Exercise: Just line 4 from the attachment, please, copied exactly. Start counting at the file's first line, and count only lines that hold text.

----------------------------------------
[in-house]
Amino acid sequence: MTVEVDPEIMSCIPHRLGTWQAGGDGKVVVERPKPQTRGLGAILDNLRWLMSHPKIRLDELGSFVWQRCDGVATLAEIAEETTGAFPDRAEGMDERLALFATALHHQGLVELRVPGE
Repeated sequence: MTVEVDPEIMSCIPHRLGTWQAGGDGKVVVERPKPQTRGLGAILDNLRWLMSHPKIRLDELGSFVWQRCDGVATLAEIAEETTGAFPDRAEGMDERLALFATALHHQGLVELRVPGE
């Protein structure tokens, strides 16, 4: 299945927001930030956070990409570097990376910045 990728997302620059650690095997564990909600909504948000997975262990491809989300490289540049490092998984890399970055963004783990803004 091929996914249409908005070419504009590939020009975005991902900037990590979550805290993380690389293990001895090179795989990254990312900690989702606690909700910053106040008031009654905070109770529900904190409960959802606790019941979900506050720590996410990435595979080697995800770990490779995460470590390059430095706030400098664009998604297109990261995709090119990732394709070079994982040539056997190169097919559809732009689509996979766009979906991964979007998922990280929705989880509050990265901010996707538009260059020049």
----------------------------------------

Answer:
């Protein structure tokens, strides 16, 4: 299945927001930030956070990409570097990376910045 990728997302620059650690095997564990909600909504948000997975262990491809989300490289540049490092998984890399970055963004783990803004 091929996914249409908005070419504009590939020009975005991902900037990590979550805290993380690389293990001895090179795989990254990312900690989702606690909700910053106040008031009654905070109770529900904190409960959802606790019941979900506050720590996410990435595979080697995800770990490779995460470590390059430095706030400098664009998604297109990261995709090119990732394709070079994982040539056997190169097919559809732009689509996979766009979906991964979007998922990280929705989880509050990265901010996707538009260059020049």